# 8.1.2. Pylab background¶

We are learning how to use Python and numpy and matplotlib. All are excellent computational tools for all kinds of scientific, mathematical, and computing purposes

- IPython notebook demoing pylab/matplotlib: Collection of various Pylab/Matplotlib demo scripts
- Basic intro inspiring some of the examples discussed here: Scipy matplotlib plotting tutorial.
- Shorter prelude tutorial: Nicolas Rougier’s 2012 Euroscipy tutorial.
- For a really nice video intro to numpy and matplotlib, see Eric Jones’s great tutorial
- For the visually impaired who (like me) want to work through a well-structured written introduction with downloadable examples, see this Scipy lecture by Nicolas Rougier, Mike Müller, and Gaël Varoquaux.
- For more details on how to use pyplot (the matplotlib component you use here), go here, but be patient. The documentation and examples are not well-organized and it helps to approach them with some prior knowledge.
- For a very focused and related set of recipes that should be read in sequence, helpful once you’ve got the basics, go to the Matplotlib recipes page.
- For a set of unrelated matplotlib recipes, go to the matplotlib recipes pages
- For a great website providing MAcOS framework binaries for a host of image/GIS libraries (including the open source Geometry engine GEOS ), look in the Kyng Chaos Wiki
- For very hasty introduction for those just trying to get the assignment done, see below.

## 8.1.2.1. Basic matplotlib concepts¶

Note

The concepts discussed here are demoed in more detail in
a notebook `.ipynb`

In matplotlib parlance, the Python object corresponding
to the entire canvas on which the graph is plotted
is called a **figure**. A figure may have one or more subplots
(it is often convenienet to arrange plots side by by side or in
groups). The subplots are called **axes**.

To start plotting, decide on the number of subplots and
their arrangement (2 by 3, 4 by 1, etcetera) and call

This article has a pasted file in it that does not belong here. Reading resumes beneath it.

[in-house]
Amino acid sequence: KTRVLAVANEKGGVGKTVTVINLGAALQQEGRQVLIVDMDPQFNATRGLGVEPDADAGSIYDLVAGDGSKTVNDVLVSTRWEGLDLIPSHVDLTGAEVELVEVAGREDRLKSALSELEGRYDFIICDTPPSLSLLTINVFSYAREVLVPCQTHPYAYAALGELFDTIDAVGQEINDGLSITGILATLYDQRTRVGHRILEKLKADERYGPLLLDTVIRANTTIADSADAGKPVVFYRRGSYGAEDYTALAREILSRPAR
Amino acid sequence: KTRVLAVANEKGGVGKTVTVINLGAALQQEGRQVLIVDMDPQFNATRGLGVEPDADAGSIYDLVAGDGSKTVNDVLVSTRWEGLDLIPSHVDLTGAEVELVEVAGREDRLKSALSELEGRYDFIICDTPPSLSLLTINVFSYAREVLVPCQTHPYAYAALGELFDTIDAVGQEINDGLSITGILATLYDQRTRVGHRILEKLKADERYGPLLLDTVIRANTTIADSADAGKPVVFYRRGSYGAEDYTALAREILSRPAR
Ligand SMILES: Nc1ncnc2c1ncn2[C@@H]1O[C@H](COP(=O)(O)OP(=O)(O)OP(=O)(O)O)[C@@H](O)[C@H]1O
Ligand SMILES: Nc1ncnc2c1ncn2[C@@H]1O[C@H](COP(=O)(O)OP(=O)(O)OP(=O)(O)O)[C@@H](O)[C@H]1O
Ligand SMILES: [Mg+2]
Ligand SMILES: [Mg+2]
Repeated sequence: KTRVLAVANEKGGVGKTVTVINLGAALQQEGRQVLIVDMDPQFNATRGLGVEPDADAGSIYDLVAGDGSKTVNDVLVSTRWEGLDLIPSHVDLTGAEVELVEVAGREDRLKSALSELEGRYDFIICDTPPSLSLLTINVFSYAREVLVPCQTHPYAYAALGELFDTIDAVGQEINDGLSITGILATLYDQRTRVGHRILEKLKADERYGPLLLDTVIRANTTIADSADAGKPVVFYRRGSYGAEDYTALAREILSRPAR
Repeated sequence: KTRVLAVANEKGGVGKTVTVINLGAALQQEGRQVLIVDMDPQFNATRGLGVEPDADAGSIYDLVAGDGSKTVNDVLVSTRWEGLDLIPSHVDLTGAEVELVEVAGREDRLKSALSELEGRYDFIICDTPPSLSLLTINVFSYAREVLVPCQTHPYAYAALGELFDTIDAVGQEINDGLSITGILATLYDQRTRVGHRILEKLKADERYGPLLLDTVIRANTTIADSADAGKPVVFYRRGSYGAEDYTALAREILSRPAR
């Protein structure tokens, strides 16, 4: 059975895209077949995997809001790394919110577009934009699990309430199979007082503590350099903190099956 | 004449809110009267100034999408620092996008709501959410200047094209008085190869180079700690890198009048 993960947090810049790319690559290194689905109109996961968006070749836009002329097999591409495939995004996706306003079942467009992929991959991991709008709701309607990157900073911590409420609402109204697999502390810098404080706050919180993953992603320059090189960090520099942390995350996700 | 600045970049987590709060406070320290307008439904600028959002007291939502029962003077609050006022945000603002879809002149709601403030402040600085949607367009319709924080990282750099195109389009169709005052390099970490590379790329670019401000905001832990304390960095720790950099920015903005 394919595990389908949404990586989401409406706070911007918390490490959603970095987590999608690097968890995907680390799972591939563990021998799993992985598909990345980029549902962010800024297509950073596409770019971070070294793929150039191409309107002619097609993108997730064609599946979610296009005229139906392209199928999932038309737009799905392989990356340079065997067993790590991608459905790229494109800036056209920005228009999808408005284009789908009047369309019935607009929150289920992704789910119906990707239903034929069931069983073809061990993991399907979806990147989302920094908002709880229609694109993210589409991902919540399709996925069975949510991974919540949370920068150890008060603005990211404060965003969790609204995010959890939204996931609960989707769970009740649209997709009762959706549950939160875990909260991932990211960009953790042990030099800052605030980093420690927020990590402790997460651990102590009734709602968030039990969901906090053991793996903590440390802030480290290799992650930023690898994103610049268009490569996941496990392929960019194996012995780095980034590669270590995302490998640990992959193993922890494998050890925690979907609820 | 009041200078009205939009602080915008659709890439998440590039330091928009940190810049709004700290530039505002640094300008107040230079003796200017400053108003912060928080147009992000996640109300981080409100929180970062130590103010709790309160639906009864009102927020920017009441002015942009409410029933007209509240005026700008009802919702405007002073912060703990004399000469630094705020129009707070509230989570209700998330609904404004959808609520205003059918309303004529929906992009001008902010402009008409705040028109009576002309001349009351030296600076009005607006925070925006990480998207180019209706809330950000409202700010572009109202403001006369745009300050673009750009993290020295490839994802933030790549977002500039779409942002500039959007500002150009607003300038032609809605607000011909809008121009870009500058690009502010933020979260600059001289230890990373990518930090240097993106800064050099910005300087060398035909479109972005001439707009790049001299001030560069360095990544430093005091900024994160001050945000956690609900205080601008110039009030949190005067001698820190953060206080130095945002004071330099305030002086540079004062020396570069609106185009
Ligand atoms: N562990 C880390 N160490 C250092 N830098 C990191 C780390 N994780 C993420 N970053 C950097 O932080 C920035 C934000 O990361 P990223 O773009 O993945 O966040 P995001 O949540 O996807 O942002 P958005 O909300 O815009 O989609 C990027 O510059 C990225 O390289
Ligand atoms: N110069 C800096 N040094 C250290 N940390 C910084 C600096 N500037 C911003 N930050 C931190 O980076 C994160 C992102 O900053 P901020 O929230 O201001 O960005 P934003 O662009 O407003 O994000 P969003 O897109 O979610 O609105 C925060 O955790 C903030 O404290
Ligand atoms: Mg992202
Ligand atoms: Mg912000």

`subplots`

(note the ‘s’):

```
>>> fig, ((ax1, ax2), (ax3, ax4)) = plt.subplots(2, 2, sharex=True, sharey=True)
```

This gives you figure with 4 plots arranged in a 2x2 square.

## 8.1.2.2. Simple pylab demo¶

Here is a quick demo of how to use pylab and save the results:

```
from pylab import *
# make a square figure and axes
figure(1, figsize=(6,6))
plot([1,2,3,4,5,6,7,8,9,10], [1,4,9,16,25,36,49,64,81,100])
title('Quadratic', bbox={'facecolor':'0.8', 'pad':10})
show()
```

(Source code, png, hires.png, pdf)

Use show() if you want to see the figure.
if you dont want to show the figure, you just save it as a file with this command, which must be included before the **show** command.:

```
savefig('quadratic.png')
```

The **show** command brings up the same kind of graph window you
saw above with NLTK frequency distributions. You can save your graph
the same way you did above.

To use loglog axes replace the plot command with the loglog command:

```
from pylab import *
# make a square figure and axes
figure(1, figsize=(6,6))
loglog([1,2,3,4,5,6,7,8,9,10], [1,4,9,16,25,36,49,64,81,100],basex=10,basey=10)
title('LogQuadratic', bbox={'facecolor':'0.8', 'pad':10})
show()
```

(Source code, png, hires.png, pdf)

Having nothing to do with this exercise, here’s a more complex example with a pie chart:

```
from pylab import *
# make a square figure and axes
figure(1, figsize=(6,6))
ax = axes([0.1, 0.1, 0.8, 0.8])
labels = 'Frogs', 'Hogs', 'Dogs', 'Logs'
fracs = [15,30,45, 10]
## The highlights the hogs wedge, pulling it out slightly from the pie.
explode=(0, 0.05, 0, 0)
pie(fracs, explode=explode, labels=labels, autopct='%1.1f%%', shadow=True)
title('Raining Hogs and Dogs', bbox={'facecolor':'0.8', 'pad':5})
show()
```

(Source code, png, hires.png, pdf)